You will see in the media that much reporting focuses on the prison sentence a fraudster receives with little mention if ever to the recovery of money to the victims. In fact in some cases all that can be said is the fraudster has been banned from acting as a director for a number of years. This hardly instils faith or the belief justice has been served. Are victims aware that in some cases a director can be pursued personally for losses and cannot hide behind the walls of a limited company for their wrong doing? Whilst the police may take their own action you can still take yours.
This article discusses the recent fraud figures released and reasons why civil proceedings should be always be an option on the table.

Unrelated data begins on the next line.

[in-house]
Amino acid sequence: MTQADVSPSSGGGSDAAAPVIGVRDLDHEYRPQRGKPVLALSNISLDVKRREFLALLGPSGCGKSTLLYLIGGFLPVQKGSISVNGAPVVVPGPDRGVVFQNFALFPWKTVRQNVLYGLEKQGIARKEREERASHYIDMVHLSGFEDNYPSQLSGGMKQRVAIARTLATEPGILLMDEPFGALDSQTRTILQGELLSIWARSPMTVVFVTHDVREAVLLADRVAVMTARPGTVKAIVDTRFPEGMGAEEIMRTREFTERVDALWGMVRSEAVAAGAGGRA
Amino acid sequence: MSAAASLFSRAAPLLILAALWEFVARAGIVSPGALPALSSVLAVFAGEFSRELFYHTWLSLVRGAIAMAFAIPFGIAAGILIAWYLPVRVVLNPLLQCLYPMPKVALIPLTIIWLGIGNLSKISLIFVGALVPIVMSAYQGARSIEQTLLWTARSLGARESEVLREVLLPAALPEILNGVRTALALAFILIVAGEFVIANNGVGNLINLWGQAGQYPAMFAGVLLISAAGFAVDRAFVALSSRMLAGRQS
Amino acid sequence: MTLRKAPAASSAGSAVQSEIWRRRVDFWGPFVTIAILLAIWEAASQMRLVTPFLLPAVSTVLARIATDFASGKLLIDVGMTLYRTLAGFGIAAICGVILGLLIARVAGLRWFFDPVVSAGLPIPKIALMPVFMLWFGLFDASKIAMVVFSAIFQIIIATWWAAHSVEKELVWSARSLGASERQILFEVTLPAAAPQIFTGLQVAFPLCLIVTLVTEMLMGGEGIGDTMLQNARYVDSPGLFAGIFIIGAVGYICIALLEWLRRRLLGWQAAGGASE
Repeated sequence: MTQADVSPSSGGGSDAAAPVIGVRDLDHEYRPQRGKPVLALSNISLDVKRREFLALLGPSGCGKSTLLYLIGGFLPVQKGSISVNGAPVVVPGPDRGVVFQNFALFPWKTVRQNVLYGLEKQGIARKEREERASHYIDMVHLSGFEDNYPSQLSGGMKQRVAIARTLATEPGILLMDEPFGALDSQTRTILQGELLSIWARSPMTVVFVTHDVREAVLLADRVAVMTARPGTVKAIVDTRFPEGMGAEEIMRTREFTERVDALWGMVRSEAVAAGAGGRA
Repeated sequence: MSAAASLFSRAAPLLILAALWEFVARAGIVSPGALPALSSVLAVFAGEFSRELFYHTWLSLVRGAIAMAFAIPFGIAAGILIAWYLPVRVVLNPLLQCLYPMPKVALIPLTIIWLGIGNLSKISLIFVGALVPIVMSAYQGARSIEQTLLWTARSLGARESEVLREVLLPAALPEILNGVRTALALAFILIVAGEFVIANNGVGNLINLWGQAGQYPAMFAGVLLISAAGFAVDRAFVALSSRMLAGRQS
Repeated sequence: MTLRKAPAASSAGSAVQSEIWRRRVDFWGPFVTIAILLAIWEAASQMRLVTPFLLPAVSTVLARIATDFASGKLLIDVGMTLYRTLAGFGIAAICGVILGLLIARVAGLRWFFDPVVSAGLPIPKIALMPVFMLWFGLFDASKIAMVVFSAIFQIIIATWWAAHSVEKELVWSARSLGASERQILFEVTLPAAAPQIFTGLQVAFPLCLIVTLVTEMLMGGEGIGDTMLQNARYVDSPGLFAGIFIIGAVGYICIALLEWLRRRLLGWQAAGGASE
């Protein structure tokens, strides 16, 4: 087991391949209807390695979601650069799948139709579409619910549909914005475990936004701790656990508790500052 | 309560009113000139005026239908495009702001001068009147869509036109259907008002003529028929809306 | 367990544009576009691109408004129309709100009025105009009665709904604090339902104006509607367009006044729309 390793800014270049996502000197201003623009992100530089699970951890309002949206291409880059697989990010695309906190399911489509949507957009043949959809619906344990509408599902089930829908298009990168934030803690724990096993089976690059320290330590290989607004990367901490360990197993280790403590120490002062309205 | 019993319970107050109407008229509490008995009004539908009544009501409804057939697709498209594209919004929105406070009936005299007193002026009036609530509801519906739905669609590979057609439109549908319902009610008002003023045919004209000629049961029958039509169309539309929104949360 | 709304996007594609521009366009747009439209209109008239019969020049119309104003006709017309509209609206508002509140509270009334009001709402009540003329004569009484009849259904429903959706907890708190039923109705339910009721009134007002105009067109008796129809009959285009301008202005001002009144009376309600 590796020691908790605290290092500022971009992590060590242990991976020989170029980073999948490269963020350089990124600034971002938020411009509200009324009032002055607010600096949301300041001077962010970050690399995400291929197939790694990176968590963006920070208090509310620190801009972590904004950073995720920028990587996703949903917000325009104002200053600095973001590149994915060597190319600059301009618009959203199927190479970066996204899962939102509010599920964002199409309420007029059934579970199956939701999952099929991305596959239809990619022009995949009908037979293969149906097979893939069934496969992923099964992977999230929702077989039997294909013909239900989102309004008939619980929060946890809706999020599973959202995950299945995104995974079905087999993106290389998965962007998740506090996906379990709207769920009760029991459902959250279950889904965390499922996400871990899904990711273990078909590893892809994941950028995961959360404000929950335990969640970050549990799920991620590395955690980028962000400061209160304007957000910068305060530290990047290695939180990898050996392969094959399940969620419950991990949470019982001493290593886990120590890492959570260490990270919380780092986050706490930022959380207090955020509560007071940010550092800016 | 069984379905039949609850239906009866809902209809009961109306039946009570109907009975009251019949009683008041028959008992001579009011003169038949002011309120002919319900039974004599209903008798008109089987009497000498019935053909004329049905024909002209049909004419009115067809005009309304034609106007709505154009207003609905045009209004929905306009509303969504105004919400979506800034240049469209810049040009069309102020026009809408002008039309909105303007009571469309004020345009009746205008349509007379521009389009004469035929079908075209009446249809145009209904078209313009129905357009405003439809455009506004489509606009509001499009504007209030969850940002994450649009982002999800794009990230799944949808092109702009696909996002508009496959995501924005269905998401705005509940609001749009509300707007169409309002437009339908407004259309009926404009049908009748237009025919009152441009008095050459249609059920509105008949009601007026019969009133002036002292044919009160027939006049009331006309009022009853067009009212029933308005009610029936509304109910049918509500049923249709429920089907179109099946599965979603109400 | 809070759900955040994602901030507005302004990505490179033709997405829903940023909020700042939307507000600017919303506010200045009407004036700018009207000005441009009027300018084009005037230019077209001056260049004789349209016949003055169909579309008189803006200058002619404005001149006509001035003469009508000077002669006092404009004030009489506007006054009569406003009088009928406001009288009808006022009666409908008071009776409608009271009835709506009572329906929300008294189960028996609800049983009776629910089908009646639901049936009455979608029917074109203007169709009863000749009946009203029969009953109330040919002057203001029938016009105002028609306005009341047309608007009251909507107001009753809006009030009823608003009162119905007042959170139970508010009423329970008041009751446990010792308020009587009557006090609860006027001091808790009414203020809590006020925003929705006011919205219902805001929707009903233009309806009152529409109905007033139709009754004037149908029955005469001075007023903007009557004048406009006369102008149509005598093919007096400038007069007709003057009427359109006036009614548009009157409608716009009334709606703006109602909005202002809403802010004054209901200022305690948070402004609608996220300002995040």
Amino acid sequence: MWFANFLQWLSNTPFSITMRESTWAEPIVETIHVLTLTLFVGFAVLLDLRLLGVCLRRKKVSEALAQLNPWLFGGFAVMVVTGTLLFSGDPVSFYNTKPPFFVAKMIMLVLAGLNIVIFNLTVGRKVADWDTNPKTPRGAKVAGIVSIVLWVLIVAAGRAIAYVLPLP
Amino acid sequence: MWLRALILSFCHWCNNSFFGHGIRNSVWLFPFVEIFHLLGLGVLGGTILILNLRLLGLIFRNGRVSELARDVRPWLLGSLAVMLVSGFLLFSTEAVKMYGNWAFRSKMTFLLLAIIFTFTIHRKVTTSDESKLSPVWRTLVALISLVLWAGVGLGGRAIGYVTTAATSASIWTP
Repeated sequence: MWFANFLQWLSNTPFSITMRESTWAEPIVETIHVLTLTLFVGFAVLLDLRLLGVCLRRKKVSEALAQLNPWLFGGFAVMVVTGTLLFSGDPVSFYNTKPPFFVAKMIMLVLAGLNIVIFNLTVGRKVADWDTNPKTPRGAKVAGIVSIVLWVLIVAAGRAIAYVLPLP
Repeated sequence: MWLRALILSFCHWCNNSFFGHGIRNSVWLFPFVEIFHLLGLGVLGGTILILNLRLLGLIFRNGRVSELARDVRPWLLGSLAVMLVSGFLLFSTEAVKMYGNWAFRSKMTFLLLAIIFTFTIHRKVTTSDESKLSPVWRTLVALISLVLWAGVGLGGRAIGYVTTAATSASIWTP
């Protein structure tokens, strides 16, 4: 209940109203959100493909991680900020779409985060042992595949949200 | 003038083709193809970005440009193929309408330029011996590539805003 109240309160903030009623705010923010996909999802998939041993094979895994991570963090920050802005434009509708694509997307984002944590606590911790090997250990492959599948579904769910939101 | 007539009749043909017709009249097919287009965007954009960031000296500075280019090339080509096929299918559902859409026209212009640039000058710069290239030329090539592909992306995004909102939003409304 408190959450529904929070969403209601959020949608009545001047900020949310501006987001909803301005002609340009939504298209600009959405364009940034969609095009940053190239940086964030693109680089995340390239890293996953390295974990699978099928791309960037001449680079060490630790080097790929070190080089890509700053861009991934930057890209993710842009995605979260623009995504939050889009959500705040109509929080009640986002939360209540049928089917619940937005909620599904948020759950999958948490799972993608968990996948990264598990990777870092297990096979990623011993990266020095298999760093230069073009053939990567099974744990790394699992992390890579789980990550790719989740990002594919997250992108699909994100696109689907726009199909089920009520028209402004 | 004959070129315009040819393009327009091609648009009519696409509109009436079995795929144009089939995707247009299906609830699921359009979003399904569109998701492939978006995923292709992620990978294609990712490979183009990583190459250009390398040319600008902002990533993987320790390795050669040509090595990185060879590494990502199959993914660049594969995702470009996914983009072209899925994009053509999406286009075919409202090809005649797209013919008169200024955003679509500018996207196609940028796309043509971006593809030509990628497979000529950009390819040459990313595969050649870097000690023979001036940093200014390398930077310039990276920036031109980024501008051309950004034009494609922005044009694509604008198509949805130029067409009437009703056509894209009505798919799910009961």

According to the data obtained from the Home Office, £1.2bn worth of assets which were defrauded was recovered in the period between April 2010 and March 2016. Sheeley said the number was "impressive" and "headline grabbing", but that it is a mere "drop in the ocean" when considered alongside the numbers from the University of Portsmouth research. "It is even more worrying when you then drill into the £1.2bn number itself," Sheeley said. "Of that figure which was recovered, only approximately £153m was paid in compensation to victims. Cash forfeitures, at £246m, and tax, at £8.3m, accounted for some of the rest of the recoveries." "Unless the criminal system becomes more dynamic and focused on repatriation of cash to victims, rather than focusing primarily on incarceration of fraudsters, people, and corporates, will continue to lose faith the criminal system,"